Operator Overloading  «Prev 

Placement Syntax of the new Operator in C++

The placement syntax provides a comma-separated argument list used to select an overloaded operator new() with a matching signature.
These additional arguments are often used to place the constructed object at a particular address. This form of operator new uses the new.h header file.
For example:

//Placement syntax and new overloaded.
#include <iostream.h>
#include <new.h>

char*  buf1 = new char[1000]; //in place of free store
char*  buf2 = new char[1000];

class object {

void main(){
   object *p = new(buf1) object;  //allocate at buf1
   object *q = new(buf2) object;  //allocate at buf2

Placement syntax allows the user to have an arbitrary signature for the overloaded new operator.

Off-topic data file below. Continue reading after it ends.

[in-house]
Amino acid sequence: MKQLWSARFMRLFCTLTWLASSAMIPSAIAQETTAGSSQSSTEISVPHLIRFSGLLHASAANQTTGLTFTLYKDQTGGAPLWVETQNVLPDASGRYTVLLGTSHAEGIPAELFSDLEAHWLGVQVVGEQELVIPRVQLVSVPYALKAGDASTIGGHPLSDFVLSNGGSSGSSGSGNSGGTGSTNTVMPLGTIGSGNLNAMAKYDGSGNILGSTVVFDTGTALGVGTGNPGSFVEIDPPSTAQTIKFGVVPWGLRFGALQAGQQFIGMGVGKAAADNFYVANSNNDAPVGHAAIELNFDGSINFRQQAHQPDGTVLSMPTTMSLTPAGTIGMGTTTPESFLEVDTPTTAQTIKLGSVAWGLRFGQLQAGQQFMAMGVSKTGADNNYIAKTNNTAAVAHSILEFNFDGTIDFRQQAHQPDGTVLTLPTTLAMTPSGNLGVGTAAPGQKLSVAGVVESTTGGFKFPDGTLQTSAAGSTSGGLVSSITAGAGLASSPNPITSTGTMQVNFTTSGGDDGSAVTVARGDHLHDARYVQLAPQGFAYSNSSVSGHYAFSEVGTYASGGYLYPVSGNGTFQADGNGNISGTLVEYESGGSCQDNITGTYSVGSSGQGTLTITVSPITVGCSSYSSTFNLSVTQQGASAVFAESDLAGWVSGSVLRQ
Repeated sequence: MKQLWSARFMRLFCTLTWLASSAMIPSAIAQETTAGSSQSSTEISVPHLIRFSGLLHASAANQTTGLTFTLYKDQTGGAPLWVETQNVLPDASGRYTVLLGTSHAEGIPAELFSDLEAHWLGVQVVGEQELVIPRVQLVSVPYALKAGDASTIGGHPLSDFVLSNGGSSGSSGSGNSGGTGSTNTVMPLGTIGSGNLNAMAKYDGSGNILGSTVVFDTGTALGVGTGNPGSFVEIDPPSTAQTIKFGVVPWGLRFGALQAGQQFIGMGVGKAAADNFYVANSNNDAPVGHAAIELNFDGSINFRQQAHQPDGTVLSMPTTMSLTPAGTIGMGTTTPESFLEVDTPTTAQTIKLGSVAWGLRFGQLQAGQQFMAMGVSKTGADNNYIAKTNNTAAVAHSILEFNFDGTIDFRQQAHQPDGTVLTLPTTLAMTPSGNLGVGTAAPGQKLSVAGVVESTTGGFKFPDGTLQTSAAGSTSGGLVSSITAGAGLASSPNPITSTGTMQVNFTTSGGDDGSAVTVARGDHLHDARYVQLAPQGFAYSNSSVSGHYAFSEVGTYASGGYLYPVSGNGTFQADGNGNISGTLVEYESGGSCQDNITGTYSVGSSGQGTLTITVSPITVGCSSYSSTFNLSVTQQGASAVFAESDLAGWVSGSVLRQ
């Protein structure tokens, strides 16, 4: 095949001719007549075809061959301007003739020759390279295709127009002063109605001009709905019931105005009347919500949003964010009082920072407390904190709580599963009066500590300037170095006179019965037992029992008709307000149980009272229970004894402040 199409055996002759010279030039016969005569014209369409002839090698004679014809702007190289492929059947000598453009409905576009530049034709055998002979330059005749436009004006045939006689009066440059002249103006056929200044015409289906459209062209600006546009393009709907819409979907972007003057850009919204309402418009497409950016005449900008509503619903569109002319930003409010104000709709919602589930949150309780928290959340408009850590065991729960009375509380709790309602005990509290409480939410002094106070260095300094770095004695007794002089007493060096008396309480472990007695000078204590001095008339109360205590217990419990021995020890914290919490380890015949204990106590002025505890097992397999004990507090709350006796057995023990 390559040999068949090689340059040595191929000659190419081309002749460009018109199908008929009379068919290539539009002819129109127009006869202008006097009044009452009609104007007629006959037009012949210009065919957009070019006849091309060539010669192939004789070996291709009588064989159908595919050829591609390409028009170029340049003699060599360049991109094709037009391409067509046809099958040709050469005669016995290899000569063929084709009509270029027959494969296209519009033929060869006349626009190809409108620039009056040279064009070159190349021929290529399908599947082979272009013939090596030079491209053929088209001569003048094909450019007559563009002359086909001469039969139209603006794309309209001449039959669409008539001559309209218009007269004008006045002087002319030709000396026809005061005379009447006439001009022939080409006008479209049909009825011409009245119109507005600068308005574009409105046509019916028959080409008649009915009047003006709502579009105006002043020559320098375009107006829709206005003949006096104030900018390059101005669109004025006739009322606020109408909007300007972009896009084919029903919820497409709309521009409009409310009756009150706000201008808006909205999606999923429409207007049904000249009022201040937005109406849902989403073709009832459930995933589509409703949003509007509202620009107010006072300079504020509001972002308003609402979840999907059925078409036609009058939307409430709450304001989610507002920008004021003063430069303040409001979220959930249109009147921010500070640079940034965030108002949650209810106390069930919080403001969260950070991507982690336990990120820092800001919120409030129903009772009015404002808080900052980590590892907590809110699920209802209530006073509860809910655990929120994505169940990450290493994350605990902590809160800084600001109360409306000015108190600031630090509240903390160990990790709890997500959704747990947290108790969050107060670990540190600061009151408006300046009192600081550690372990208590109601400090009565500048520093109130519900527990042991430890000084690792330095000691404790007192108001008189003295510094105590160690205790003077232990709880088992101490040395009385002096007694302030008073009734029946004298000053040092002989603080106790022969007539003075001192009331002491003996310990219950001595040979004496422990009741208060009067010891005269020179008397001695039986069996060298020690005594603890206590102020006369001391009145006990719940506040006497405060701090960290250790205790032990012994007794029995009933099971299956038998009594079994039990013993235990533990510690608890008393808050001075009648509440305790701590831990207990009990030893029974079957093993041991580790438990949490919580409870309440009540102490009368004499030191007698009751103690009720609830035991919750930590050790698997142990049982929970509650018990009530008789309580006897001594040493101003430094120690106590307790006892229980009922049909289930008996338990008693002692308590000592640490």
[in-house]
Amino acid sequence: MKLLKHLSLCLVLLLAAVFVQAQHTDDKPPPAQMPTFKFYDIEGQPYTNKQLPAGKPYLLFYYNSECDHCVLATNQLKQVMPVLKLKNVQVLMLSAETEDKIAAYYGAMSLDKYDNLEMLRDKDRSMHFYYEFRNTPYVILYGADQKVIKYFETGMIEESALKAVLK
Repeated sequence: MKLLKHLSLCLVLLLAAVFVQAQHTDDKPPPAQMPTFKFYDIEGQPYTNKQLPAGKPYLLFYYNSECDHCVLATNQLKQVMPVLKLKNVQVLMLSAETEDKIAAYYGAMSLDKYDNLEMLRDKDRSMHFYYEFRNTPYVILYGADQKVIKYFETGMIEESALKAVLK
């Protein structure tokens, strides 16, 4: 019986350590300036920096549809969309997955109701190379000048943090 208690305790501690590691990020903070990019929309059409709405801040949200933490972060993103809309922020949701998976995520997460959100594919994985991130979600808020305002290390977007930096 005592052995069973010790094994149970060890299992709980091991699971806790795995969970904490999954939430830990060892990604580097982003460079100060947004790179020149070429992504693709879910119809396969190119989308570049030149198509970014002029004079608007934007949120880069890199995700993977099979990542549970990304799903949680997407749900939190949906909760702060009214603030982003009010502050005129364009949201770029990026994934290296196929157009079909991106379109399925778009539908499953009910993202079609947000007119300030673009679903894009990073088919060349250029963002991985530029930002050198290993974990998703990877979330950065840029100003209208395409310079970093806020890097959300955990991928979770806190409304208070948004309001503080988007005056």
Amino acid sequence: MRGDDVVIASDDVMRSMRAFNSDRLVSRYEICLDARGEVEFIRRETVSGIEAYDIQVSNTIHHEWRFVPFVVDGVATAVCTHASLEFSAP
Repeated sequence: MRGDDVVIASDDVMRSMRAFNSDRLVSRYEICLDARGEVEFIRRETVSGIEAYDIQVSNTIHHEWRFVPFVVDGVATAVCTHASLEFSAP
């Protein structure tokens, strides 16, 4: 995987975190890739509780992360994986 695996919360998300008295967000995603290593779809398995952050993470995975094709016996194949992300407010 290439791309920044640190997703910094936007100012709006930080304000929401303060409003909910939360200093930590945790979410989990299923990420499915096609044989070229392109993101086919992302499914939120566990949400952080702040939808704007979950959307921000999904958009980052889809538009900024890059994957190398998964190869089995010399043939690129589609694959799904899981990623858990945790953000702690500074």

This signature is distinct from the initializer arguments used by calls to new that select an appropriate constructor.

The allocator function is operator new or
operator new[],

which can be overloaded.
Two global placement operator new functions are provided by the standard library; you can define additional functions if you wish
The allocator function takes a size_t as its first parameter, which is the number of bytes of memory to allocate. It returns a pointer to the memory. The placement syntax is a list of expressions in parentheses. The expression list is passed to the allocator functions after the size argument. The compiler chooses which overloaded operator new according to the usual rules of overload resolution.